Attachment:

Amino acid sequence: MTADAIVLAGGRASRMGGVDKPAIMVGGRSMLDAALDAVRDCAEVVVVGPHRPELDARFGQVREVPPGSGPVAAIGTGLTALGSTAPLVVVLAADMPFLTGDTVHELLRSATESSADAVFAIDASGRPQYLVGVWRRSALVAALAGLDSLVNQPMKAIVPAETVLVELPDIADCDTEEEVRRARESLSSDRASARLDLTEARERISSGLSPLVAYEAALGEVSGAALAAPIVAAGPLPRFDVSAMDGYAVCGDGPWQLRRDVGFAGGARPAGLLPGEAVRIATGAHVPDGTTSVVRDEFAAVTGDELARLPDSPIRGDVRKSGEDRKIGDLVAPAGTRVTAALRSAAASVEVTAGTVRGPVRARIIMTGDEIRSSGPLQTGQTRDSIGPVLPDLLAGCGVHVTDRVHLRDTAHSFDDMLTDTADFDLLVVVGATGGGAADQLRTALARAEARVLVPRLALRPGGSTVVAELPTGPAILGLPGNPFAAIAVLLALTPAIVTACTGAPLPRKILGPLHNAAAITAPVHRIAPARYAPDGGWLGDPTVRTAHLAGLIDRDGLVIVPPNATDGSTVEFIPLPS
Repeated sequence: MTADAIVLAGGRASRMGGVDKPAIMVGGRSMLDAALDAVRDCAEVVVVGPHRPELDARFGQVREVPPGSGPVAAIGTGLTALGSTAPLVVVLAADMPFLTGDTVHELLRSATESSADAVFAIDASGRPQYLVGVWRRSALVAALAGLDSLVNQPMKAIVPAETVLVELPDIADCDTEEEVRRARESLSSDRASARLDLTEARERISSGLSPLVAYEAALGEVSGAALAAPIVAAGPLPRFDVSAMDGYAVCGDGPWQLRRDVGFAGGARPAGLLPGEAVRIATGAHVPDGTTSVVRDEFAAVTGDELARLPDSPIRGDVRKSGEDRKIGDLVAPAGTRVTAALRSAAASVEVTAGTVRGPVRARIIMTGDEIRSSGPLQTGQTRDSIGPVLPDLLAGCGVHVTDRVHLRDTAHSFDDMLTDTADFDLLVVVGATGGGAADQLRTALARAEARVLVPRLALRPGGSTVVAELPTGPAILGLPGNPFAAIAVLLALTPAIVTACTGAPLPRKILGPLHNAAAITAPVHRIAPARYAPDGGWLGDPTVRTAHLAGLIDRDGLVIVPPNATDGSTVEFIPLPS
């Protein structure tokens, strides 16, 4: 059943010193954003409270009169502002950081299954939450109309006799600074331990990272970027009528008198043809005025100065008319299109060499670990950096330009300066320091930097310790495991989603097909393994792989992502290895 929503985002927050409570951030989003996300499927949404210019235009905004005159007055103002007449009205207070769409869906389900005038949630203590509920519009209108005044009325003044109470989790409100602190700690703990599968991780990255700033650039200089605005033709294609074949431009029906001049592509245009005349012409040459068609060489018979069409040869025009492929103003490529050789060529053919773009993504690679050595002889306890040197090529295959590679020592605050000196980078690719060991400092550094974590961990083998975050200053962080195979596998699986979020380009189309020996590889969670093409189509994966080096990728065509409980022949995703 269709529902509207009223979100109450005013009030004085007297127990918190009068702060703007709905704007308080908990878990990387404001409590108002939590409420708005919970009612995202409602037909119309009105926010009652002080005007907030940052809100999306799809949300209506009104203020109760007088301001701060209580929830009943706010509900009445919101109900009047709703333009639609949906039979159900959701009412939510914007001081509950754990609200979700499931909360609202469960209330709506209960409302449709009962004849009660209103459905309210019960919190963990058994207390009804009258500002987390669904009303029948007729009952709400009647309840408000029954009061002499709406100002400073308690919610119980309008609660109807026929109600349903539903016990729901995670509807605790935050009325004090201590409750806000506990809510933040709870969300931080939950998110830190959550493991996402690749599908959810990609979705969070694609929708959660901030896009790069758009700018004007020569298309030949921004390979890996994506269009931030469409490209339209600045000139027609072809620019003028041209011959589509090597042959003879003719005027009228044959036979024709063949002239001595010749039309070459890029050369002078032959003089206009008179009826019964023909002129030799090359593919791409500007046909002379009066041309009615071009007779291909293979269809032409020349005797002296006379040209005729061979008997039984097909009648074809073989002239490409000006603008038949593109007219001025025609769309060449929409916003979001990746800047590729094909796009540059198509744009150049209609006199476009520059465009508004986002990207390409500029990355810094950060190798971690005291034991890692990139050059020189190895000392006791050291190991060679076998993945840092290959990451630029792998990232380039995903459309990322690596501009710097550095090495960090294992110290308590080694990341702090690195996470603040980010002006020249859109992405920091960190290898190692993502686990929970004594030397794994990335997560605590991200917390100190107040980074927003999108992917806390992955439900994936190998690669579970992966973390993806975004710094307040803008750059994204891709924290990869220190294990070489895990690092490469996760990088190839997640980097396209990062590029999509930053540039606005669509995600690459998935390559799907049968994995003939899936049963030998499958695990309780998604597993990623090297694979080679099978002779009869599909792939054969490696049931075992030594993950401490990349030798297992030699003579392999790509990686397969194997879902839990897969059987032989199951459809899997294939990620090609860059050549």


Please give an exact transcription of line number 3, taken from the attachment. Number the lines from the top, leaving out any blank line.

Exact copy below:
């Protein structure tokens, strides 16, 4: 059943010193954003409270009169502002950081299954939450109309006799600074331990990272970027009528008198043809005025100065008319299109060499670990950096330009300066320091930097310790495991989603097909393994792989992502290895 929503985002927050409570951030989003996300499927949404210019235009905004005159007055103002007449009205207070769409869906389900005038949630203590509920519009209108005044009325003044109470989790409100602190700690703990599968991780990255700033650039200089605005033709294609074949431009029906001049592509245009005349012409040459068609060489018979069409040869025009492929103003490529050789060529053919773009993504690679050595002889306890040197090529295959590679020592605050000196980078690719060991400092550094974590961990083998975050200053962080195979596998699986979020380009189309020996590889969670093409189509994966080096990728065509409980022949995703 269709529902509207009223979100109450005013009030004085007297127990918190009068702060703007709905704007308080908990878990990387404001409590108002939590409420708005919970009612995202409602037909119309009105926010009652002080005007907030940052809100999306799809949300209506009104203020109760007088301001701060209580929830009943706010509900009445919101109900009047709703333009639609949906039979159900959701009412939510914007001081509950754990609200979700499931909360609202469960209330709506209960409302449709009962004849009660209103459905309210019960919190963990058994207390009804009258500002987390669904009303029948007729009952709400009647309840408000029954009061002499709406100002400073308690919610119980309008609660109807026929109600349903539903016990729901995670509807605790935050009325004090201590409750806000506990809510933040709870969300931080939950998110830190959550493991996402690749599908959810990609979705969070694609929708959660901030896009790069758009700018004007020569298309030949921004390979890996994506269009931030469409490209339209600045000139027609072809620019003028041209011959589509090597042959003879003719005027009228044959036979024709063949002239001595010749039309070459890029050369002078032959003089206009008179009826019964023909002129030799090359593919791409500007046909002379009066041309009615071009007779291909293979269809032409020349005797002296006379040209005729061979008997039984097909009648074809073989002239490409000006603008038949593109007219001025025609769309060449929409916003979001990746800047590729094909796009540059198509744009150049209609006199476009520059465009508004986002990207390409500029990355810094950060190798971690005291034991890692990139050059020189190895000392006791050291190991060679076998993945840092290959990451630029792998990232380039995903459309990322690596501009710097550095090495960090294992110290308590080694990341702090690195996470603040980010002006020249859109992405920091960190290898190692993502686990929970004594030397794994990335997560605590991200917390100190107040980074927003999108992917806390992955439900994936190998690669579970992966973390993806975004710094307040803008750059994204891709924290990869220190294990070489895990690092490469996760990088190839997640980097396209990062590029999509930053540039606005669509995600690459998935390559799907049968994995003939899936049963030998499958695990309780998604597993990623090297694979080679099978002779009869599909792939054969490696049931075992030594993950401490990349030798297992030699003579392999790509990686397969194997879902839990897969059987032989199951459809899997294939990620090609860059050549």